In a smart factory security context, the outlook regarding cyber attacks isn’t too rosy either. According to a report by Capgemini Research Institute (PDF), little over half (51 percent) of industrial organizations believe that cyberattacks on smart factories will likely increase in the next twelve months.
More importantly, 47 percent of manufacturers said cybersecurity in their smart factories is not a C-level concern today. And that seems a major problem, especially since only some manufacturers have mature practices concerning “the critical pillars of cybersecurity” per the Capgemini Research Institute report. In other words, there’s a lack of preparedness, even if awareness exists.
A significant share of organizations (51%), said that smart factory cyberthreats primarily originate from their partner and vendor networks (Capgemini Research Institute, June 30, 2022)
And all this while, as mentioned, the inherently interconnected nature of smart factories exponentially increases cyber risks and cyberattacks, requiring cybersecurity practices to be built in from the very start.
Before the pandemic’s start, data readiness and cybersecurity already ranked second as significant challenges for manufacturers to scale smart factory deployments per Capgemini Research Institute, which we covered earlier. And while smart manufacturing continues to be – rather slowly – adopted per the 2022 ISG Global Smart Manufacturing Pulse Survey, many challenges persist, as recently mentioned. We can definitely add the lack of a mature, intelligent factory security strategy to it, even if there are differences between various verticals.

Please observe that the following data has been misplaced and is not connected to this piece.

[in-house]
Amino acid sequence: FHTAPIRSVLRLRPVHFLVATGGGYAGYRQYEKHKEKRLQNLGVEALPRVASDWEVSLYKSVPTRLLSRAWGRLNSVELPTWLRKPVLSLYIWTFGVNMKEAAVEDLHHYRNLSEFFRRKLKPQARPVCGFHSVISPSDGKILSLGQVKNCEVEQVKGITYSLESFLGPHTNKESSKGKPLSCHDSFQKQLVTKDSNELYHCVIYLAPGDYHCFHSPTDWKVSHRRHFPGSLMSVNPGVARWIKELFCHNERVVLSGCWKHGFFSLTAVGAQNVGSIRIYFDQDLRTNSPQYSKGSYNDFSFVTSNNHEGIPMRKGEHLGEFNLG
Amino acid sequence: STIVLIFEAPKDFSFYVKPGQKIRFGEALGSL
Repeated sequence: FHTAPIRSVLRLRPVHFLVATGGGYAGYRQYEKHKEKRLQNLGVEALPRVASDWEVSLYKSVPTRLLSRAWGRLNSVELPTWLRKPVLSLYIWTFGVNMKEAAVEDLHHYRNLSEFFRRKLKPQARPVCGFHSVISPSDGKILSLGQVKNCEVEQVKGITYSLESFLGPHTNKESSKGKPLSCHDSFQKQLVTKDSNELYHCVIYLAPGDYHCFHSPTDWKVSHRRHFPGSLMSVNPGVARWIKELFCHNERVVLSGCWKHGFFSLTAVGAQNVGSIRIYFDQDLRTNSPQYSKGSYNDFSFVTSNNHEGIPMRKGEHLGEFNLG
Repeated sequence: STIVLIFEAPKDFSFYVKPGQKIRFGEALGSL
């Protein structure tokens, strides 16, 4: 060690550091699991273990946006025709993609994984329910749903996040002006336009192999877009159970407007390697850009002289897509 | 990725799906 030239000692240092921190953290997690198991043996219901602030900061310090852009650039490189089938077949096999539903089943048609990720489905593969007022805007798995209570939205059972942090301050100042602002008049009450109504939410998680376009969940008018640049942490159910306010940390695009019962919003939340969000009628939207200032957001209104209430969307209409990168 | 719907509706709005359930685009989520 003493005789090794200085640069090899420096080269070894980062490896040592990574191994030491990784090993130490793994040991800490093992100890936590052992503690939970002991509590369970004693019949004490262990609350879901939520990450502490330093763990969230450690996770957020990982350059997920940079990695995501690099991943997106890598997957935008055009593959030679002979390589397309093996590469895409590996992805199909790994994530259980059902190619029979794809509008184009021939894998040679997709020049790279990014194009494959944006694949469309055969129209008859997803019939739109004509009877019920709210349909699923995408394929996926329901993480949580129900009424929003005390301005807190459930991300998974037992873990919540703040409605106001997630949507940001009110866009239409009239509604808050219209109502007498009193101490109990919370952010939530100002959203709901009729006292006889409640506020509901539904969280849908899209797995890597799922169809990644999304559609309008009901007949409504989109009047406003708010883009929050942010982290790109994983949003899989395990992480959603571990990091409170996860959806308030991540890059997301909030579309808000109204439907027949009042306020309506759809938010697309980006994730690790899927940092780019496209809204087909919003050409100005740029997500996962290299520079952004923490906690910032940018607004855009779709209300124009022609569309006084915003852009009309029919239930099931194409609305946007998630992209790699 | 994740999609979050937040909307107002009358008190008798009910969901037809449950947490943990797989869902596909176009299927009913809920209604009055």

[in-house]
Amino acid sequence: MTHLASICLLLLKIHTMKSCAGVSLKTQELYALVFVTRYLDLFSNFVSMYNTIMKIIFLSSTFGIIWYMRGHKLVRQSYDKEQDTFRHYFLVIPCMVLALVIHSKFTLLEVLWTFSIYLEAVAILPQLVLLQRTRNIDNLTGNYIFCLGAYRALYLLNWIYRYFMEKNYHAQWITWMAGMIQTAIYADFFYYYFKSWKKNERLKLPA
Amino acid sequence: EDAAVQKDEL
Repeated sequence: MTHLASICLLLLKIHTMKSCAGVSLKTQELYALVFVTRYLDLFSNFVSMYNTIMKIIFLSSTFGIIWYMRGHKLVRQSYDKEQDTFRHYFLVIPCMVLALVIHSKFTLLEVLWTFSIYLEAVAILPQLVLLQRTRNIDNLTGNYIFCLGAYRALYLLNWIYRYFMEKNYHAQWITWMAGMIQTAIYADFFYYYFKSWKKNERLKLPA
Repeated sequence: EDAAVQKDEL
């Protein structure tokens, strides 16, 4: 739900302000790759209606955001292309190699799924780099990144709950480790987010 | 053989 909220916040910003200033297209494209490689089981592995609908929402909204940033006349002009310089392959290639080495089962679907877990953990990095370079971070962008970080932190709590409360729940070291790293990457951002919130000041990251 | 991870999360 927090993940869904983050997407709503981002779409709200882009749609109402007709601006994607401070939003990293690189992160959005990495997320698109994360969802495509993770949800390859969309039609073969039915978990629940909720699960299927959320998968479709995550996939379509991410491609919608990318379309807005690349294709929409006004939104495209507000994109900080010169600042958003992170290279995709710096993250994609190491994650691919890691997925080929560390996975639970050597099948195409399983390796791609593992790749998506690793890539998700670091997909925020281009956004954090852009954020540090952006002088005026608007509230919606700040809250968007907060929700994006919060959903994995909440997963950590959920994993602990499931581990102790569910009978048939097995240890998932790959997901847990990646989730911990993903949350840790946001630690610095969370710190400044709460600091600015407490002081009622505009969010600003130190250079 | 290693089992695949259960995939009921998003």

Everything will start with C-level awareness and involvement and a clear smart factory strategy whereby security is considered from the beginning.
Or, as Geert van der Linden, Cybersecurity Business Lead at Capgemini, puts it: “The benefits of digital transformation make manufacturers want to invest heavily in smart factories, but efforts could be undone in the blink of an eye if cybersecurity is not baked-in from the offset. The increased attack surface area and number of operational technology and Industrial Internet of Things (IIoT) devices make smart factories a prominent target for cybercriminals. Unless this is made a board-level priority, it will be difficult for organizations to overcome these challenges, educate their employees and vendors, and streamline communication between cybersecurity teams and the C-suite”.